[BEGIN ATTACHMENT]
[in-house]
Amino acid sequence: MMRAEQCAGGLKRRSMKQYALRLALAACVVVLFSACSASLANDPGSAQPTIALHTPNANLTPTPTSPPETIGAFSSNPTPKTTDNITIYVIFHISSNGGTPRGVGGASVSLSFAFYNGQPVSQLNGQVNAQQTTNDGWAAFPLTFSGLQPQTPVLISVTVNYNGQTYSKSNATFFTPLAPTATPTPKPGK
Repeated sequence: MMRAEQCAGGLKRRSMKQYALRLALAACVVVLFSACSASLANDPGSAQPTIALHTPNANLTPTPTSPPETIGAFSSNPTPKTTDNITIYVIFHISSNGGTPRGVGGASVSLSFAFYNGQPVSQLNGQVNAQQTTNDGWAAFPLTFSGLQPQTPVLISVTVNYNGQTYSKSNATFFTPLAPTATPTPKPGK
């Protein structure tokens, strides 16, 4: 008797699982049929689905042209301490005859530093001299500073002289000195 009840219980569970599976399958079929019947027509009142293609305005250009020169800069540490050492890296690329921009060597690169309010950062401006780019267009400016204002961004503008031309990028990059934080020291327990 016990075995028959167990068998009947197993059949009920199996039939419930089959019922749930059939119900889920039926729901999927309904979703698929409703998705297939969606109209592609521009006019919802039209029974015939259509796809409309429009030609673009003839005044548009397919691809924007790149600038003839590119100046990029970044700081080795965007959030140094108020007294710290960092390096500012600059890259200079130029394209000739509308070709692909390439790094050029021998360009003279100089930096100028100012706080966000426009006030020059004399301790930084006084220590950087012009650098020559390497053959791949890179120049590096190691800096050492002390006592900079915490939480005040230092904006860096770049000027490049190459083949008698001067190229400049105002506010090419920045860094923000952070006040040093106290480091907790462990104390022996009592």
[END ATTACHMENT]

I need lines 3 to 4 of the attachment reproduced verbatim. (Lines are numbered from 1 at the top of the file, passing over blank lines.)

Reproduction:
Repeated sequence: MMRAEQCAGGLKRRSMKQYALRLALAACVVVLFSACSASLANDPGSAQPTIALHTPNANLTPTPTSPPETIGAFSSNPTPKTTDNITIYVIFHISSNGGTPRGVGGASVSLSFAFYNGQPVSQLNGQVNAQQTTNDGWAAFPLTFSGLQPQTPVLISVTVNYNGQTYSKSNATFFTPLAPTATPTPKPGK
């Protein structure tokens, strides 16, 4: 008797699982049929689905042209301490005859530093001299500073002289000195 009840219980569970599976399958079929019947027509009142293609305005250009020169800069540490050492890296690329921009060597690169309010950062401006780019267009400016204002961004503008031309990028990059934080020291327990 016990075995028959167990068998009947197993059949009920199996039939419930089959019922749930059939119900889920039926729901999927309904979703698929409703998705297939969606109209592609521009006019919802039209029974015939259509796809409309429009030609673009003839005044548009397919691809924007790149600038003839590119100046990029970044700081080795965007959030140094108020007294710290960092390096500012600059890259200079130029394209000739509308070709692909390439790094050029021998360009003279100089930096100028100012706080966000426009006030020059004399301790930084006084220590950087012009650098020559390497053959791949890179120049590096190691800096050492002390006592900079915490939480005040230092904006860096770049000027490049190459083949008698001067190229400049105002506010090419920045860094923000952070006040040093106290480091907790462990104390022996009592």